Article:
0.3% of Lebanese Own 50% of Lebanon

Lebanon isn’t a country where population studies are omnipresent. However, given the data that the country has, Credit Suisse, in their yearly report on Global Wealth, has managed to paint a picture on how things in this country actually are.

The report dates back to October 2014, and frankly I am surprised that these numbers did not cause a stir and were not discussed. The report, at 160 pages, can be found here. Perhaps no one noticed the info, so here they are:

At an estimated population of 4.37 million, Lebanon’s wealth is estimated at $91 billion. That actually constitutes 0% of global wealth. How anticlimactic.

When it comes to the Middle East, and despite the reputation we get of being oil-rich, things are similar: Saudi Arabia has an estimated wealth of $653 billion, which ends up as roughly 0.2% of global wealth. Qatar, and all our shoukrans, has $200 billion, which is 0.1% of global wealth. The UAE is at $461 billion, and 0.2%. Meanwhile, Israel has an estimated wealth of $843 billion, translating to 0.3% of global wealth.

All of these numbers look flimsy compared to the United States’ $83708 billion, constituting 31.6% of world wealth.

Keep in mind that – with the exception of Israel and the United States – Credit Suisse considers the data for Lebanon and other Middle Eastern countries to be poor in quality. However, I highly doubt that any estimations are overly erroneous in any way or that the margin of error they are admitting to will change the findings considerably.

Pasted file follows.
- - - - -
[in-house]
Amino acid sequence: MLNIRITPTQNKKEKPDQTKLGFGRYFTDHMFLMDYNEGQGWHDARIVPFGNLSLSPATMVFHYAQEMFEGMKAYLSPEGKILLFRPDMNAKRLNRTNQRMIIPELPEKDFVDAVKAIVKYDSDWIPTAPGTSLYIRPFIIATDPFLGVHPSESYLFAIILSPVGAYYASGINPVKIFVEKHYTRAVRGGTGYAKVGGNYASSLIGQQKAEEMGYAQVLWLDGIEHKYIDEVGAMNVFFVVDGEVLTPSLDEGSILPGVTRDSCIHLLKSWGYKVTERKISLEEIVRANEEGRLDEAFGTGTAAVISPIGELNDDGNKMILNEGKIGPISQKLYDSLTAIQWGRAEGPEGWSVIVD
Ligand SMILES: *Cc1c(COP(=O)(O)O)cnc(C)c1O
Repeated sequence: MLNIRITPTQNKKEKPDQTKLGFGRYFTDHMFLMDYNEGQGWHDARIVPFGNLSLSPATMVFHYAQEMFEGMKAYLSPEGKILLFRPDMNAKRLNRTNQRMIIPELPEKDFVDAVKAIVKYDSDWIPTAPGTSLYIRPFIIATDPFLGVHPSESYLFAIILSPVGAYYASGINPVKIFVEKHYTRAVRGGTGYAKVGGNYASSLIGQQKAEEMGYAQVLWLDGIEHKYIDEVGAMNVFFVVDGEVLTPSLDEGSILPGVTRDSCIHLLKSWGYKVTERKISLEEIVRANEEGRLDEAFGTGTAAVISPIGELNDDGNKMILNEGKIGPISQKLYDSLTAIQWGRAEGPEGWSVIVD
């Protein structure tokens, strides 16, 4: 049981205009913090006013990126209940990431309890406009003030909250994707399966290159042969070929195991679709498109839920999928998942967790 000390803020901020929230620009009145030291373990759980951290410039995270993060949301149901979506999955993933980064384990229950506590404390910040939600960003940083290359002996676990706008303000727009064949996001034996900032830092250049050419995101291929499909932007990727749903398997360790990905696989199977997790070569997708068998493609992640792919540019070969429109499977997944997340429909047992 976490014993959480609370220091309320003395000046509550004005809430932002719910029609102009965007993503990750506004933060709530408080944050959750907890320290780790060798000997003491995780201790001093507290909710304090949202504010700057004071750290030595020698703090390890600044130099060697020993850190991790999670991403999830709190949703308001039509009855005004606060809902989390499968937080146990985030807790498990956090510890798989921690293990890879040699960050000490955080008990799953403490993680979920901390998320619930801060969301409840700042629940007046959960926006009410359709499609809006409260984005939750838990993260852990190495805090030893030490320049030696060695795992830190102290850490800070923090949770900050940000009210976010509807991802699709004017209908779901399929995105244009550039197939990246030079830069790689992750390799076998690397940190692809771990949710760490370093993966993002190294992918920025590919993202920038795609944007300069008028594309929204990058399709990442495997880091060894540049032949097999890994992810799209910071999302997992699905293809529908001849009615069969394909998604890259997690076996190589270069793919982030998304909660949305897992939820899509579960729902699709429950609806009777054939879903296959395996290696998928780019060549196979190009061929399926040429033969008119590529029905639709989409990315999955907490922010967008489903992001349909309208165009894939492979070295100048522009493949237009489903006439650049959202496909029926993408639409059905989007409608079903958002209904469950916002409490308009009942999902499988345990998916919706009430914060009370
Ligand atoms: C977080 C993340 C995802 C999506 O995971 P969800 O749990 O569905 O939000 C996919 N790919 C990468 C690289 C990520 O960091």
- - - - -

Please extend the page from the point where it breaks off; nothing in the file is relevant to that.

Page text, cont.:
But this isn’t the story. We all know the country has money. Recent leaks out of Switzerland placed the country at #11 in total customers at their banks and #12 in total deposits within the few months whose data was actually leaked. We’re 10452 km2. That’s a lot (link).

The story is in how that money is actually divided on the 4.3 million Lebanese living here.

Out of all those $91 billion, 0.3% or approximately 8000 people of the estimated workforce according the study own about half (48% to be exact), which is approximately $44.6 billion. Meanwhile, 99.7% of Lebanese own slightly more than half at $46.4 billion.

To put those numbers in perspective, Credit Suisse employed a criteria called the Gini score. The score, according to Wikipedia, is essentially a “measure of statistical dispersion intended to represent the income distribution of a nation’s residents, and is the most commonly used measure of inequality.”

Lebanon’s Gini score is 85.6. a score of 85.6 places Lebanon 6th worldwide in terms of wealth inequality behind Ukraine, Denmark, Kazakhstan, Seychelles and Russia.

The story doesn’t end here. Even among those 0.3%, there are disparities. That 0.3% basically any Lebanese who has an estimated wealth above $1million. But who actually owns most of the country? The answer is two families: The Hariri and the Miqatis.

Forbes Lebanese Billionaires Miqati Hariri

According to the Forbes latest list of billionaires, there are 6 Lebanese on the list whose ranking ranges from 530 worldwide to 1478. Two of those 6 are the Miqati brothers. The other 4 are the Hariri brothers, including former PM Saad Hariri. Their cumulative wealth is estimated, according to Forbes, at $12.6 billion. This is 30% of the total wealth owned by those 0.3% of Lebanese – except it’s owned by just 6 men.

This isn’t to say that the Hariris and Miqatis do not deserve their wealth. The Miqatis started and ran a telecom empire. The Hariris started and ran a major contracting company in Saudi Arabia. Good for them.

The problem with these numbers is the other side that they portray. About two thirds of the Lebanese population (64.6%) have an estimated wealth of less than $10,000. Such numbers indicate massive poverty in the country, and yet I was unable to find substantial studies apart from one that was recently done by the UN about Tripoli.

In numbers, (link) the UN found that 57% of Tripoli’s families struggle to reach an acceptable standard of living, while 26% are considered extremely deprived. It wouldn’t be a stretch to assume that things are similar in other regions beyond Beirut.